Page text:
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It’s time for consensus building - Majority, Minority leaders advocate

BY: Nana Konadu Agyeman
Mr Haruna Iddrisu (2nd left), the Minority Leader explaining some points as Mr Osei Kyei Mensah Bonsu (2nd right), Majority Leader and Mrs Kate Addo (left), Public Affairs Director of Parliament look on. Picture: NII MARTEY M. BOTCHWAY

The Majority and the Minority in Parliament have unanimously agreed on the need for the Executive to back its call for consensus building with action to allow Parliament to have a collaborative posture to support government business in the eighth Parliament.

They said the readiness of the Executive to reach out to build consensus and compromises would help secure the peace, unity and stability of the country.

They, however, expressed regret and concern about the polarisation of politics in the country, which was also the cry of the populace, and said the time was now to let consensus-building and collaboration, not partisan interests, prevail for the good of the nation.

The Majority Leader, Mr Osei Kyei-Mensah-Bonsu, and the Minority Leader, Mr Haruna Iddrisu, made the call when they addressed the press on the precincts of Parliament House yesterday.

The event enabled the leaders to highlight the achievements and challenges of the erstwhile seventh Parliament from 2016 to 2020, which dissolved at midnight and expectations for the eighth Parliament.

Ample room for improvement

Mr Kyei-Mensah-Bonsu gave an assurance that in the next Parliament, the Majority would endeavour to be very consultative, as there was ample room for improvement, especially given the fact that the number of MPs on either side of the House was almost at parity.

He recalled that when the NPP went to the Supreme Court in 2013, it had a smaller number of 122 MPs, as against 149 for the NDC, and yet the NPP thought it could govern the country.

“If we had won, the Minority Leader was going to be the leader of government business and we thought we could still have governed this country. What it meant was that if we had won the court case and Nana Akufo-Addo had been sworn-in as the President, it would have been more than necessary to reach out and be very consultative in every step that he took. That is deepening our democratic governance,” he said.

New standard

The Majority Leader said the situation where a ruling party had a very sizeable majority and took for granted the other side of the House did not augur well for the country’s democracy.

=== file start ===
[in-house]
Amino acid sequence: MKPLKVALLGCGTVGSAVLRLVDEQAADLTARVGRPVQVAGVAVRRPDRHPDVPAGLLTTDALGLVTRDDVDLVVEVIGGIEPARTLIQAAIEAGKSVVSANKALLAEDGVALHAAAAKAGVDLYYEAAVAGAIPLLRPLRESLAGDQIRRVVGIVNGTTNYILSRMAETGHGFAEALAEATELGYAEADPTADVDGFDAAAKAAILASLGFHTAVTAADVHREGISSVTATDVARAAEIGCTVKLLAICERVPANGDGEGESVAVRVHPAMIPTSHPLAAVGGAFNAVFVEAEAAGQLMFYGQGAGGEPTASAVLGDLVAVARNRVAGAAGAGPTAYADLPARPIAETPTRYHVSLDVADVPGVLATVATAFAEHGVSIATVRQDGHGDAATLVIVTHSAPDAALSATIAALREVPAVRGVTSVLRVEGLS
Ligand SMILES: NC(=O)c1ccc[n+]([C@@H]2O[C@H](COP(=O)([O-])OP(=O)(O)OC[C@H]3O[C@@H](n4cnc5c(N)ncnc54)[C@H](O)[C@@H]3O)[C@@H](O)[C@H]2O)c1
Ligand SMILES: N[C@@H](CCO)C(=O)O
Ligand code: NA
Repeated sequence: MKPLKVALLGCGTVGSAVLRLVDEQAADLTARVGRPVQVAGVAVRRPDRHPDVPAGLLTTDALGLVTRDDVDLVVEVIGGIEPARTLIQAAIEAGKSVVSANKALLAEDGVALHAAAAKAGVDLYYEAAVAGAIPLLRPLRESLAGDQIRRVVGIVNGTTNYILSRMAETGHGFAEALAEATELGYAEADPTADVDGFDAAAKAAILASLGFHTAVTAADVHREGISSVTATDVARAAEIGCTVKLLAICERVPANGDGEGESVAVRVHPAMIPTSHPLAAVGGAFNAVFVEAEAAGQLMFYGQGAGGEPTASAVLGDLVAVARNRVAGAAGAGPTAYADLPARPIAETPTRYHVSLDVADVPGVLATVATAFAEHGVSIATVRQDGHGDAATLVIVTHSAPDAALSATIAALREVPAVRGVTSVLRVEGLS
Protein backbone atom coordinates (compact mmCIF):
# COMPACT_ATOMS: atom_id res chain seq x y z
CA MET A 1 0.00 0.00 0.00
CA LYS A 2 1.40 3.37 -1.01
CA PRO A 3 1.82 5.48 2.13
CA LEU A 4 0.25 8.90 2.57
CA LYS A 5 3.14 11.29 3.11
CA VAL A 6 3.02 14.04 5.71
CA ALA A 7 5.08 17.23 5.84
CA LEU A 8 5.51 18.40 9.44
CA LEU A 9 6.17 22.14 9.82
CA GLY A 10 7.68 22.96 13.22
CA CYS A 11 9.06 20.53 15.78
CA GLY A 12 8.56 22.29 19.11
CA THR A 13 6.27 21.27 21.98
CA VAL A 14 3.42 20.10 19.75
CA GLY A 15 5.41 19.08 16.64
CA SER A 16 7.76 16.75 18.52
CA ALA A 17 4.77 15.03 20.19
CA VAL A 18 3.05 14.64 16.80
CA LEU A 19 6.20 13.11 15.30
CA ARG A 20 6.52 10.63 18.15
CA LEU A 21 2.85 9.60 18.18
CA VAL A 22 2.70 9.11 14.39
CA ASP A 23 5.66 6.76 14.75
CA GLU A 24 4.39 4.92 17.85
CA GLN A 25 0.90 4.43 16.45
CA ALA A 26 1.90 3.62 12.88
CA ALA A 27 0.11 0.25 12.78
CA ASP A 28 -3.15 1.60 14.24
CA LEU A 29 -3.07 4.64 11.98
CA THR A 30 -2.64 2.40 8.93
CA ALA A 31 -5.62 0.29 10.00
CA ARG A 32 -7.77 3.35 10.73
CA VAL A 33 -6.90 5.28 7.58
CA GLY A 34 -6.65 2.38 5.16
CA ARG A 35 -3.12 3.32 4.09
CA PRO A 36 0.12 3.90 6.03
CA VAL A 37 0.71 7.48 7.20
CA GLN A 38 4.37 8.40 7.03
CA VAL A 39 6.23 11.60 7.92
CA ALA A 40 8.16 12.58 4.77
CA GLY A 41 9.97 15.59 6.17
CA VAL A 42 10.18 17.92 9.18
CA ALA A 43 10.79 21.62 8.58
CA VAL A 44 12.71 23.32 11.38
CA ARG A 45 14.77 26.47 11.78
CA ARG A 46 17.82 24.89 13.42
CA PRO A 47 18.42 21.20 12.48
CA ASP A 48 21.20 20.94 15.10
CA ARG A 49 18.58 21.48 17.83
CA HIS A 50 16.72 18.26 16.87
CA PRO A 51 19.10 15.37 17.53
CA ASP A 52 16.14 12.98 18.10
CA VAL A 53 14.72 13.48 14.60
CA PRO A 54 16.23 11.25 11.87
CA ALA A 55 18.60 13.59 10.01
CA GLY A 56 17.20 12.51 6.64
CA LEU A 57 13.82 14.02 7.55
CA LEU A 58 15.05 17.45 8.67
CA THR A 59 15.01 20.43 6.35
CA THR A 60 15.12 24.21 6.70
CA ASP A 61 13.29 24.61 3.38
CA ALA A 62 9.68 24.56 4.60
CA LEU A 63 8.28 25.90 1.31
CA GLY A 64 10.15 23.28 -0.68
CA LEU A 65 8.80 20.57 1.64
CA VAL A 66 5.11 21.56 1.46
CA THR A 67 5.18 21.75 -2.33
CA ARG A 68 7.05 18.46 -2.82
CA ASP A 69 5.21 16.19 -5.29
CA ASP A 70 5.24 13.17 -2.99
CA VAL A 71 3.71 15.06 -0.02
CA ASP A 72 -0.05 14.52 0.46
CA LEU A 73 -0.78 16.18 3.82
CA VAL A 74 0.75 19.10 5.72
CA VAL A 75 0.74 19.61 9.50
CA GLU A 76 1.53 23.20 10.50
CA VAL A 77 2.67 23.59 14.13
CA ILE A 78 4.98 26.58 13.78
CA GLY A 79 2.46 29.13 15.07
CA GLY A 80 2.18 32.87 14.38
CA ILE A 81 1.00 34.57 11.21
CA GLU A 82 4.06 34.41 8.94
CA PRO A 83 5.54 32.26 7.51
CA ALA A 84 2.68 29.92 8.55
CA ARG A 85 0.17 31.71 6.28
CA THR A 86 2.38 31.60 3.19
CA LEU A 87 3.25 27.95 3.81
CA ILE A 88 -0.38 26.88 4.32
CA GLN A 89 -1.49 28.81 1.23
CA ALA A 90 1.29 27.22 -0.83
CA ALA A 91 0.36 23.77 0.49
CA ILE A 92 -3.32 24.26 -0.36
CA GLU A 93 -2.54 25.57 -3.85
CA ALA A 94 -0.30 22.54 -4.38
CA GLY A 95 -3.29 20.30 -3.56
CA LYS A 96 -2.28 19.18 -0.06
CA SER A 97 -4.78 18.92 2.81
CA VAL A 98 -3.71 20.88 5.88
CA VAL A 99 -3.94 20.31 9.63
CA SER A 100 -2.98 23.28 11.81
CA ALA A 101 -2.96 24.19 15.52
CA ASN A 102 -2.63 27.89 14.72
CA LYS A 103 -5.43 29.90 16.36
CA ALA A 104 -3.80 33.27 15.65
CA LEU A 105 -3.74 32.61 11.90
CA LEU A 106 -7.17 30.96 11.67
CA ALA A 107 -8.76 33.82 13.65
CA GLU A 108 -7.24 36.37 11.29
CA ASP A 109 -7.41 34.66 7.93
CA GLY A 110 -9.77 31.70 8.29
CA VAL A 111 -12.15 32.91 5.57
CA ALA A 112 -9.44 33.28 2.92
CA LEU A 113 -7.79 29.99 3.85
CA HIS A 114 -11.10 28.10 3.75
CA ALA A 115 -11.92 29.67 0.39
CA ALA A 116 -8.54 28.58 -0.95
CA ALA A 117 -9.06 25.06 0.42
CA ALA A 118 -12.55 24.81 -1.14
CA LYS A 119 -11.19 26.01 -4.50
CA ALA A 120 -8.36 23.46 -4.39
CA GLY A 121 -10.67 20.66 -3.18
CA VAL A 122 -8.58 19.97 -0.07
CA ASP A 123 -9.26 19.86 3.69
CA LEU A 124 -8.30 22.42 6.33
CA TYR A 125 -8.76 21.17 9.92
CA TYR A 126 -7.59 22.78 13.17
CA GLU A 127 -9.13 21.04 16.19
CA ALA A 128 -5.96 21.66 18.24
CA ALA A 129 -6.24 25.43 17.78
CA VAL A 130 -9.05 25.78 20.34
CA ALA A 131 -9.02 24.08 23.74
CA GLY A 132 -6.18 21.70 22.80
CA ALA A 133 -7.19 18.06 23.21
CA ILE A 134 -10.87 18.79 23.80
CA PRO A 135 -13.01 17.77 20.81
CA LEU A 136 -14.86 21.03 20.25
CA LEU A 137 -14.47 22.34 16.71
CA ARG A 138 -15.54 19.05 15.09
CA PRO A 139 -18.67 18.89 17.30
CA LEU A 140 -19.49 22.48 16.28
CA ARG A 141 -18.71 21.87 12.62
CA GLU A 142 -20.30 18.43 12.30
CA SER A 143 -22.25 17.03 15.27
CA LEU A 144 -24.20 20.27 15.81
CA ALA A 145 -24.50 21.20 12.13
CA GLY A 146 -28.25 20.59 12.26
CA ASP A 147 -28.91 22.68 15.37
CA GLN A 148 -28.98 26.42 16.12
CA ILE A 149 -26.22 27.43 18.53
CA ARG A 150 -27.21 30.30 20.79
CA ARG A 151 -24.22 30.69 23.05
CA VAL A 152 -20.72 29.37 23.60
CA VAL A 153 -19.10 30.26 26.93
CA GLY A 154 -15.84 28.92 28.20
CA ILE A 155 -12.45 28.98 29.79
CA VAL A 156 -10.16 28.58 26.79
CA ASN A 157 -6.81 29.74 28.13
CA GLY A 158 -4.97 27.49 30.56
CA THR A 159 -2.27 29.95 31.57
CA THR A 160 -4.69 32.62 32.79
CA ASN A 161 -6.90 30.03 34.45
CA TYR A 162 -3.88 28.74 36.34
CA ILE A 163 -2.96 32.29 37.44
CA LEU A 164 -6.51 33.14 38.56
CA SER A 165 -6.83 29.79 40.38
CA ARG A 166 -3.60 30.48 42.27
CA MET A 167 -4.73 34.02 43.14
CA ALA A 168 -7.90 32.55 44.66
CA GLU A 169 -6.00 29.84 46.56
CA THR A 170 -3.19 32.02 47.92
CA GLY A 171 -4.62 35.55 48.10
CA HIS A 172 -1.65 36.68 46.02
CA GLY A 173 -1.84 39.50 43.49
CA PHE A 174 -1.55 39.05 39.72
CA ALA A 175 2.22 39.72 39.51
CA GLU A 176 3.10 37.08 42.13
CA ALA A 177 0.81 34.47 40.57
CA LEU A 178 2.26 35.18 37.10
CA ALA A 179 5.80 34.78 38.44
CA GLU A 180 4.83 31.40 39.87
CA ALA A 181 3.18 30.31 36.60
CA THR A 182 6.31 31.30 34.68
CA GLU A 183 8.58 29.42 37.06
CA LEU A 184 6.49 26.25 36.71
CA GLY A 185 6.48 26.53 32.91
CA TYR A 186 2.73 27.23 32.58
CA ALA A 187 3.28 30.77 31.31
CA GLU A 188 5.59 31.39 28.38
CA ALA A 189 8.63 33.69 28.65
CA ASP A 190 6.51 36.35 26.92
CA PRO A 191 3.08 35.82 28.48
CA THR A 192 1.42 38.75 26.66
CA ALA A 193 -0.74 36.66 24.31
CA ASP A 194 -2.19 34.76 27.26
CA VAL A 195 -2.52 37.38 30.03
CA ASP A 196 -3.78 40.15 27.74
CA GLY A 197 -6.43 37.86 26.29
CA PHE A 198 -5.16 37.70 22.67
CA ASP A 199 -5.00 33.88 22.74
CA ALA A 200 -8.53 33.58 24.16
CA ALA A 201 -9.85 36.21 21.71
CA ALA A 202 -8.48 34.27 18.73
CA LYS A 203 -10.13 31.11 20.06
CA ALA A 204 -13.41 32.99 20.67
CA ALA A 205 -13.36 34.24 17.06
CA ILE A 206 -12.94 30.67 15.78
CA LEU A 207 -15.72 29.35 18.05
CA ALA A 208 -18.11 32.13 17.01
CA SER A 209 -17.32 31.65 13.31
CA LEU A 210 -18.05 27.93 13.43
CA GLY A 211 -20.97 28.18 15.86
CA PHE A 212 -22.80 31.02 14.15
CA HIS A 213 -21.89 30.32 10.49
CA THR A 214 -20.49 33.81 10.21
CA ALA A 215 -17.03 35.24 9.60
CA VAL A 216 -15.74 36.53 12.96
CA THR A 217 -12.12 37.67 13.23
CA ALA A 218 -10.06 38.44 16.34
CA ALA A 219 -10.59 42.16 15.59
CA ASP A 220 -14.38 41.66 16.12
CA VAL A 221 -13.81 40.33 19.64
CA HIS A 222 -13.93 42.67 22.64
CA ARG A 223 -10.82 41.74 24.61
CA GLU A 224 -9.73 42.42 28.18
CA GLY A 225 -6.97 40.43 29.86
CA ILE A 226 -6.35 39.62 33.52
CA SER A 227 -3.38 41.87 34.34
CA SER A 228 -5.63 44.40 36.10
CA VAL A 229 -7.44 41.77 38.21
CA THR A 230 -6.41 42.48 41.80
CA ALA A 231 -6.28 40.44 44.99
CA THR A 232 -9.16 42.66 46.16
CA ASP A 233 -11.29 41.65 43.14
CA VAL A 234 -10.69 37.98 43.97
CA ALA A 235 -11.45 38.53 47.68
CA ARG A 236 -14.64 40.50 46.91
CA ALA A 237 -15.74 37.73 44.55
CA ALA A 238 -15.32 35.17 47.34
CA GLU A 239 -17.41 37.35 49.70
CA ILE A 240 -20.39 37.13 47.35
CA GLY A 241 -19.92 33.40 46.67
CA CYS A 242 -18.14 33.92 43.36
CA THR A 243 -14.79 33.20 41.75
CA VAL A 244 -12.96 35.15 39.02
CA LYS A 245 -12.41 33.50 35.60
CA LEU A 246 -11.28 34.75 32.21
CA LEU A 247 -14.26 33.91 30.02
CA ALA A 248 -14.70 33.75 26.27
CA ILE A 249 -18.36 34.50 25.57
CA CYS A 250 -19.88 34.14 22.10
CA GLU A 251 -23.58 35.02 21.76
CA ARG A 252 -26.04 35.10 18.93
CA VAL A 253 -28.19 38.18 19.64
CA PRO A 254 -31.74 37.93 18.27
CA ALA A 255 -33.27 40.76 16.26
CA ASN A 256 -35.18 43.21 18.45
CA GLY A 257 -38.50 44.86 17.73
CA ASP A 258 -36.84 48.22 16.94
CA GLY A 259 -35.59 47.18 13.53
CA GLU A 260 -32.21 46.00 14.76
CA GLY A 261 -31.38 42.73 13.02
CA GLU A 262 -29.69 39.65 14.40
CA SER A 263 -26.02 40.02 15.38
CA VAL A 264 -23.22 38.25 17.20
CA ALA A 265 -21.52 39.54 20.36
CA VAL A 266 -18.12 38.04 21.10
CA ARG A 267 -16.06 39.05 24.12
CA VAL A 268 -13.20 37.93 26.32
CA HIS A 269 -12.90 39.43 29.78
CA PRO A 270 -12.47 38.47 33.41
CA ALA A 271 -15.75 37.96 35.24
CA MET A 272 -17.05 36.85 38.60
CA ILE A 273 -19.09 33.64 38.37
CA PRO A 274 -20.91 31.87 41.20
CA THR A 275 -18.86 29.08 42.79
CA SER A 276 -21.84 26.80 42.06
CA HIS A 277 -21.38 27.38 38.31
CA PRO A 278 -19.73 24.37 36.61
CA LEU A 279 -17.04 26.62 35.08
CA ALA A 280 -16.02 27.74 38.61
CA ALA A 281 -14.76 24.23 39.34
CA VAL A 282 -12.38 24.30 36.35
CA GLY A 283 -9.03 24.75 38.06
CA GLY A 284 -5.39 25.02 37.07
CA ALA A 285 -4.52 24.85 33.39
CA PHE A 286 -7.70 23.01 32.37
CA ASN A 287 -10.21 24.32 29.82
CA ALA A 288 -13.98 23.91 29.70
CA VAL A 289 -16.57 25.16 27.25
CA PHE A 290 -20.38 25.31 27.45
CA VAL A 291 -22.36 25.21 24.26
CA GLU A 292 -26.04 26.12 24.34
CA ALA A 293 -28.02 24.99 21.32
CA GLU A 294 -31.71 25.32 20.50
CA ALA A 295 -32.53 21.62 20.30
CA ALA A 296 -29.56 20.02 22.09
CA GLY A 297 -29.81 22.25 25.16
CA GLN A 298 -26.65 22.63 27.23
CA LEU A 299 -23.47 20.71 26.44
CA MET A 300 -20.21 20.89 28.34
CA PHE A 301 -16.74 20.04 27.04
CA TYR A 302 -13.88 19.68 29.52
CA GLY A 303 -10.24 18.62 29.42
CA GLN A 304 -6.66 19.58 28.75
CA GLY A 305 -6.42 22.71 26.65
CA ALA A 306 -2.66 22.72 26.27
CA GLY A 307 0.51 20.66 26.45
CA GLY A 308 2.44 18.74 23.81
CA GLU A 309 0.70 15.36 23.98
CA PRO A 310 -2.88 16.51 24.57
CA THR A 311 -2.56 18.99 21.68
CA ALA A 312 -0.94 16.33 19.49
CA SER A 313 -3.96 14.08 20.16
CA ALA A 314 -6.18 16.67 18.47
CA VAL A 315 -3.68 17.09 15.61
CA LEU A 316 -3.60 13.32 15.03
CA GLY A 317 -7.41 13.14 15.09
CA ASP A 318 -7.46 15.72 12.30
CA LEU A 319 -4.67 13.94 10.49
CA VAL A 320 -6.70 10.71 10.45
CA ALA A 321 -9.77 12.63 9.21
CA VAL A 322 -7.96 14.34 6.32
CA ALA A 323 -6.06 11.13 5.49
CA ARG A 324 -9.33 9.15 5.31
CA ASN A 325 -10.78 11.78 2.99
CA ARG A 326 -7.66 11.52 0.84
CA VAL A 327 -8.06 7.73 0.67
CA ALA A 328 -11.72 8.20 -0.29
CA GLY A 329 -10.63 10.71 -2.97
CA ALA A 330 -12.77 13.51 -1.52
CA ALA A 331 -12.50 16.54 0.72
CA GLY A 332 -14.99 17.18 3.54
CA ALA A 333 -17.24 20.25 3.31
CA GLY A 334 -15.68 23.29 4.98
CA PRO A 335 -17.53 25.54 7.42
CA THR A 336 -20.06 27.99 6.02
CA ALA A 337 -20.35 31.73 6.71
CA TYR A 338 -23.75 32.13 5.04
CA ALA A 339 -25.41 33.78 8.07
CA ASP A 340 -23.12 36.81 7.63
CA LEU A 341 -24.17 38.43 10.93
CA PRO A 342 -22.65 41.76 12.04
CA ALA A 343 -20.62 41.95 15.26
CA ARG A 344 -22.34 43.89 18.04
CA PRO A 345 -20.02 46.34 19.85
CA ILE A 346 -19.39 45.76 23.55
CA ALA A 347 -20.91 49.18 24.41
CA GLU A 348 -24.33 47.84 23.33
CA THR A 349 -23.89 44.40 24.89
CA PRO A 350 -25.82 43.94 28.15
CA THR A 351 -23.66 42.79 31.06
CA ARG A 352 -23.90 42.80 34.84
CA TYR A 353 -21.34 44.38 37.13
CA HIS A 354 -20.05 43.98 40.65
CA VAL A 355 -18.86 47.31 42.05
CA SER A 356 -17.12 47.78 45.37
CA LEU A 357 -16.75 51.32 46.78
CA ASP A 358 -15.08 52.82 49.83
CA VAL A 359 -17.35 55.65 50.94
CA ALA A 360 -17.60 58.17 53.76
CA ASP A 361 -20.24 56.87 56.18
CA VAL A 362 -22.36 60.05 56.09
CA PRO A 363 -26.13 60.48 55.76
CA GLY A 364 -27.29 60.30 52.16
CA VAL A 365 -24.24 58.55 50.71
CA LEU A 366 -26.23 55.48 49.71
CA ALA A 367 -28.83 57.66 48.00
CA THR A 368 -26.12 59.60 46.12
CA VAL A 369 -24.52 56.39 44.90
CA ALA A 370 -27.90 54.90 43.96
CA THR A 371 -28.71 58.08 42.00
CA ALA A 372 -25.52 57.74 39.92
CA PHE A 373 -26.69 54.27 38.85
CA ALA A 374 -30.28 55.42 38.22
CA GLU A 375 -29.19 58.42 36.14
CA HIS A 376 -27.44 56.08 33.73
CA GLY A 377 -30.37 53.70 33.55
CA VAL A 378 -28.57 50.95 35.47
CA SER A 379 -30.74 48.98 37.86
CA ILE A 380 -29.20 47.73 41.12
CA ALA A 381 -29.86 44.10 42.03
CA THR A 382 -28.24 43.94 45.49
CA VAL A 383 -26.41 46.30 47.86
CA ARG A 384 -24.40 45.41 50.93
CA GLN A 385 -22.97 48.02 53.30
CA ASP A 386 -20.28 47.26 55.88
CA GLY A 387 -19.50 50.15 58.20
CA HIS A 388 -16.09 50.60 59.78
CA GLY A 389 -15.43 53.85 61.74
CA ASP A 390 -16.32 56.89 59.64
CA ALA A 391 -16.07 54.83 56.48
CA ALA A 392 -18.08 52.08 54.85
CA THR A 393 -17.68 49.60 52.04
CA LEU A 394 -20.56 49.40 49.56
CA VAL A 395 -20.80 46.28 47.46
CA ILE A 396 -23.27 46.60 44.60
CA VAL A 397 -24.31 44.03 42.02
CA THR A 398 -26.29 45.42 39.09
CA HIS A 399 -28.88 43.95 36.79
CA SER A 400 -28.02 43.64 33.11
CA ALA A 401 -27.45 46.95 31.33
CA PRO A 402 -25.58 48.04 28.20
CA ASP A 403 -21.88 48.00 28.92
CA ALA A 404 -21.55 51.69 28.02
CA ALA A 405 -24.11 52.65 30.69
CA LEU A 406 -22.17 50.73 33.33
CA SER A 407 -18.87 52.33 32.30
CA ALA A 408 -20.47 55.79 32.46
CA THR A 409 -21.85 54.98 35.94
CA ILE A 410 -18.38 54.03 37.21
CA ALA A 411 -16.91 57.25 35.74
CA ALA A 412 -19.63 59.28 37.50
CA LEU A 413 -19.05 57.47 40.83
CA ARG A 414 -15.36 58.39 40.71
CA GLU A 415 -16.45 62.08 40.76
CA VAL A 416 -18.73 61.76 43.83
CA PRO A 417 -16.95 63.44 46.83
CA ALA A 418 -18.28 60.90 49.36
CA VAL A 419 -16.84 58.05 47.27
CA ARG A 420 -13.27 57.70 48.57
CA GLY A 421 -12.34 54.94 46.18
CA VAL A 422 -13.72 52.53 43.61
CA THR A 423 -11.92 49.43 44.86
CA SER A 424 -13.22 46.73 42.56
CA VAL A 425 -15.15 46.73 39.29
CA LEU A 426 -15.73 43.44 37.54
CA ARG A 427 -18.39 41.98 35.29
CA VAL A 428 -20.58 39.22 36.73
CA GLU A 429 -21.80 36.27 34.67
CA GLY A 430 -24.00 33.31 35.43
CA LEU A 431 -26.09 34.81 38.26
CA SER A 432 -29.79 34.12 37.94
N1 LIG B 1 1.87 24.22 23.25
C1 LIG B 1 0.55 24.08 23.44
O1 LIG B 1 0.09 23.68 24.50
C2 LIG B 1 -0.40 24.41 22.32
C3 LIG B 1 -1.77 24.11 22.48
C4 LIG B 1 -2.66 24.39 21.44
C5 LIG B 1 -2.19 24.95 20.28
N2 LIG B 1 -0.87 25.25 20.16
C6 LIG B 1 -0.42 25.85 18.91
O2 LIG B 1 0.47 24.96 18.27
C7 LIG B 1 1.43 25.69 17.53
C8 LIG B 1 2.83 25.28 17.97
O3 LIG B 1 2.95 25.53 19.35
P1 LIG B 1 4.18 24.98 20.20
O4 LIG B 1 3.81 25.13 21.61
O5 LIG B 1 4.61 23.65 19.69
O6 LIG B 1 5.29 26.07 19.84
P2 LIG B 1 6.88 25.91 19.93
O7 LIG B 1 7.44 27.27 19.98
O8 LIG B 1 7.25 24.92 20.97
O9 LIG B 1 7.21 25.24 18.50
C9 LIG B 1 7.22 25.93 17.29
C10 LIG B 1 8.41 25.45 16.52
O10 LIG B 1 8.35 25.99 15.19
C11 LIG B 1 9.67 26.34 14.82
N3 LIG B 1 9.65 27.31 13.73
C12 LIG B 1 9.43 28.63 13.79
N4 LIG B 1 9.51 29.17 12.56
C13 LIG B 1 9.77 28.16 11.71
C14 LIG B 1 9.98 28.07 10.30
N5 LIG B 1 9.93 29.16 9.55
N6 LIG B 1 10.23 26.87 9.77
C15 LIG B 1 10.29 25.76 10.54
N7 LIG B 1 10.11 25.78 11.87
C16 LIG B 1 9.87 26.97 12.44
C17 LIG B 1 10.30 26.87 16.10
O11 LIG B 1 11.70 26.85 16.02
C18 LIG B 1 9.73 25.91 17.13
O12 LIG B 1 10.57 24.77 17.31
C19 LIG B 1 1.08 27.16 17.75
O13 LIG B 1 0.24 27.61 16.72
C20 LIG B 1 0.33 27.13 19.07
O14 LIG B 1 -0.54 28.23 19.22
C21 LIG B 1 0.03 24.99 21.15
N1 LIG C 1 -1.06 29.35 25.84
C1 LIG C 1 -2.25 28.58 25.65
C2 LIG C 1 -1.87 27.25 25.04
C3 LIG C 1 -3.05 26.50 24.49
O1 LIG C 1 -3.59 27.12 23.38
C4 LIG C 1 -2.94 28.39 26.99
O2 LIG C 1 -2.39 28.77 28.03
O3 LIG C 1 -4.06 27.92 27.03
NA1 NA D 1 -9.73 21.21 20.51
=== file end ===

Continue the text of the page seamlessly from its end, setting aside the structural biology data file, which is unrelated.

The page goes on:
“And I think that where we are now, we have to be reaching out to each other. I can tell you, between me and my God, that maybe over one year you will not have the Minority Leader even call me to discuss anything. We will both meet at the Speaker’s Conference Room in the lead up to the sitting. I am distressed, but we are making progress,” he said.

He said given the current nature of Parliament, both the Majority and the Minority must set a new standard for improving Ghana’s democratic governance and the operations of Parliament.

“Let us live together with the intention and, indeed, the credo that we are one people in one country with one destiny, and that in everything that we do, we should be informed about the unity and stability of this country,” he said.

President must back action with words

Mr Haruna urged the President-elect to go beyond the rhetoric of wanting to reach out and looking for consensus and compromises by taking concrete steps to reach out to former President John Mahama and other leaders of the National Democratic Congress (NDC).

To him, Ghanaians were not happy with the polarisation, divisiveness and excessive partisanship in the country.

“The good people of this country want to see the opportunities of this country shared to every Ghanaian deserving of it, regardless of his political colour,” he said.

With each side of the House having 137 MPs, he said, there was strong reason for compromises and consensus-building in the next Parliament.

“I have heard the President, since the elections, saying that he and the NPP would reach out and cooperate with the NDC. May I ask: what has the President done since the elections to reach out to Mr Mahama and the leadership of the NDC in the spirit of this consensus and cooperation?

“I have not seen any concrete steps being taken by the President, but it is important that he does that because when he even takes 40 per cent of ministers, Mr Kyei-Mensah-Bonsu will be lacking numbers on the floor and in the Chamber and I will now let him appreciate what it means when you do not have the numbers in the Chambers,” he said.

We’re committed to supporting government

On the question of whether the Minority recognised the President-elect and would support the government in the eighth Parliament, Mr Iddrisu said every elected MP swore an oath of commitment to serve the people.

“We are serving the people of Ghana and nothing more; we have a duty to serve the people of Ghana, in spite of the fact that disagreements will happen,” he said.

He pointed out that the NDC resorted to the Supreme Court to seek redress for the illegitimacy of the outcome of the 2020 elections and “we are calling for decisions on what we describe as ‘travesty of electoral injustice’”.